On August 27, some 20 people gathered at a private residence at Sukedhara in Kathmandu. They were excited to discuss their learnings from and criticisms of a recently launched book, Hiti Pranali by Padma Sunder Joshi.
They call this meeting a book club, named Chakati Bahas. Bookaholics, a social media-based network of readers, hosts this club every month.
Bookaholics says it is a platform that brings together authors and literature enthusiasts in one venue. Apparently, there are more benefits to having book clubs, but the readers and other stakeholders complain there are very few such clubs across Nepal.
Beneficial book clubs
Mohit Joshi, a recent engineering graduate, has been an active participant in Chakati Bahas for around the last two years. “The sessions have been very fruitful for me. They have helped me know about more books regardless of if I have read them. In addition, the platform has also helped me to build networks with other like-minded people.”
Bookaholics, established in 2011, has over 23,000 members in its Facebook group. The members are in constant communication with each other, recommending and reviewing the books.
Joshi also frequently reviews the books and is seen recommending books to the other members in the comment section. Recently, he reviewed Ba-Aama by Ram Lal Joshi.
There is another book club named Aahwan, in operation since 2016. Authors Kumari Lama and Uma Subedi say they established this club with an aim to build a reading culture in Nepal. In addition, it has a feminist agenda. Aahwan holds discussions on books from diverse genres, with a focus on women’s role in them.
This club is not limited to just within Kathmandu; the members tour outside the valley at least once a year to hold discussions. Their latest tour was in Palpa of western Nepal.
The founders claim their club has been instrumental in making readers, women in particular, aware of their rights in different contexts.
Book clubs promote reading culture and reading allows one to travel to different places by sitting in one corner and enlightening themselves about diverse cultures, politics, religions, and societies.
Shah says, “Reading also brings changes in the way of thinking and makes one think critically.”
Such clubs help passive readers or non-readers also. If only they are involved in such forums or events, there is a high chance for them to get curious. Shah says, “They get to know various perspectives about a similar topic from such platforms and they might get interested in reading books to know their own perspective on the discussed topic.”
Joshi feels the same. Happy with Chakati Bahas, Joshi now wants to be a part of more platforms like Bookaholics. But, he says there are very few book discussion platforms in the capital that would connect him to similar events.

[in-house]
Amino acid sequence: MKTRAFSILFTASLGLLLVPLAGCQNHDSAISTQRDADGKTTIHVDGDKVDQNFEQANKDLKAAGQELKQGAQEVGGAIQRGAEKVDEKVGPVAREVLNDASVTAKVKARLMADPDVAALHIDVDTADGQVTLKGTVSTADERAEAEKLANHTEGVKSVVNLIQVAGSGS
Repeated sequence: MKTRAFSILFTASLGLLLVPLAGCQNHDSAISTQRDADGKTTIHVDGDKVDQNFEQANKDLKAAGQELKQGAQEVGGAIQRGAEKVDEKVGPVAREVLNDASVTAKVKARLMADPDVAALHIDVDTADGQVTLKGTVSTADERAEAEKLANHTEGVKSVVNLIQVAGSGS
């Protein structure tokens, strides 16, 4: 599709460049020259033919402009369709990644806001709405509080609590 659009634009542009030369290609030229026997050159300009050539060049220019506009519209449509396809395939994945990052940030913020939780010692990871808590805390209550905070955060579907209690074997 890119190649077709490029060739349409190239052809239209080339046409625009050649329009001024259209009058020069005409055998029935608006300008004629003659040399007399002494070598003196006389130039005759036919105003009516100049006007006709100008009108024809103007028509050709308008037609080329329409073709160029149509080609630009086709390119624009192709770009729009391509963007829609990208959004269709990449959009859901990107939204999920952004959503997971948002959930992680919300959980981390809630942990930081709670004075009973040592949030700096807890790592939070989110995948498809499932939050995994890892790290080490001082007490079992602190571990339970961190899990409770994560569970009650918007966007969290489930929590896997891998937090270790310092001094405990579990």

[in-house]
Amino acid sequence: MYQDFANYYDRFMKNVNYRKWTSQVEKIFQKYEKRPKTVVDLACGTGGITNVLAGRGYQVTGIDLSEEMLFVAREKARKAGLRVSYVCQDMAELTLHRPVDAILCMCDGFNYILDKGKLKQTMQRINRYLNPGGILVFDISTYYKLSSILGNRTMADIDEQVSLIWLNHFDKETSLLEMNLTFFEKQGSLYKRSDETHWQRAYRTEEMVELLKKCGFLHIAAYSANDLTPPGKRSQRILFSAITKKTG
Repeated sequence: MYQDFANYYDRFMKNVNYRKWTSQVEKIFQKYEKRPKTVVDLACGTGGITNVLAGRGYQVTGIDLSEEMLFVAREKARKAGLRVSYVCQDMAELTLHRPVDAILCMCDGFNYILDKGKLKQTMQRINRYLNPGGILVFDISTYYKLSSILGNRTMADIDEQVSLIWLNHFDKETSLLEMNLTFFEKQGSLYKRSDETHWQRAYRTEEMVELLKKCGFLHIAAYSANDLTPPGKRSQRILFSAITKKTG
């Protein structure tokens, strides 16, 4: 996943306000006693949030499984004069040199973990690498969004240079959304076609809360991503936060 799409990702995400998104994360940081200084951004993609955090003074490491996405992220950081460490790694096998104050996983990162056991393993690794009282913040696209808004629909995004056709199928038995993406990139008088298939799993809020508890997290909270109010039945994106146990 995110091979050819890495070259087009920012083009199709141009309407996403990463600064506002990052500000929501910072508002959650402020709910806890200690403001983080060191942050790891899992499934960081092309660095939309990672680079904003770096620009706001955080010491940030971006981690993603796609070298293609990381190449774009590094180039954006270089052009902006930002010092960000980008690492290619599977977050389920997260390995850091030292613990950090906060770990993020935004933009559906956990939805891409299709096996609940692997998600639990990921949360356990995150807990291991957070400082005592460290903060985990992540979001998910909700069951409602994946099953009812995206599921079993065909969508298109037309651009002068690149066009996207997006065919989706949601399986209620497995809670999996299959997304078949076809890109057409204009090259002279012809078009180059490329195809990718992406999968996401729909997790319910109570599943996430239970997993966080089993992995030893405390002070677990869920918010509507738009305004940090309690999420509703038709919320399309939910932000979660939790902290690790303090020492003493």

Author Saguna Shah, the founder of Bookaholics, also echoes Joshi. Shah says, “Such a small number of book clubs cannot satisfy a large number of people. They are insufficient for the development of reading culture.”
Likewise, Lama, one of the founders of Aahwan, also believes that the platforms to discuss books and literary issues are inadequate. “Their numbers must increase,” she says.
Amrita Ban of Kathmandu, a student of journalism, also feels the need for more book clubs. According to her, book clubs play a crucial role in promoting reading culture. Ban is also an active participant in book review sessions of Bookaholics. She feels that the space and discussions have helped her stay consistent with her reading habit.
“My reading journey could have ended till now, but somehow the environment in the book club and discussion sessions motivated me to pick up the book and read more,” she says. She believes she has become a better person after participating in book discussion events.
Prior to forming Bookaholics, Shah used to be a part of some other book discussion forums, participating in book review sessions. But, later, as their founders started getting busy and were not able to manage time, the frequency of such events declined or even stopped.
Nevertheless, Shah with her determination and immense support from the group members has been able to continue the platform so far. But, she constantly fears she might follow suit as maintaining regularity of book clubs has been quite challenging in the past.
Yet, she has started noticing some silver linings. In recent times, Shah has found academic institutions initiating book clubs. She has visited some of them too. Lately, there are many schools that want to form a book club and many of them have approached Shah for help.
But, to make the club effective, the schools need to make students understand the importance of reading, says Shah.
Meanwhile, some organisations have also started hosting book tours in different parts of the country. Those events gather figures from the literature sector and hold discussions on books and different areas of literature. Shah says this is helpful in making book clubs popular.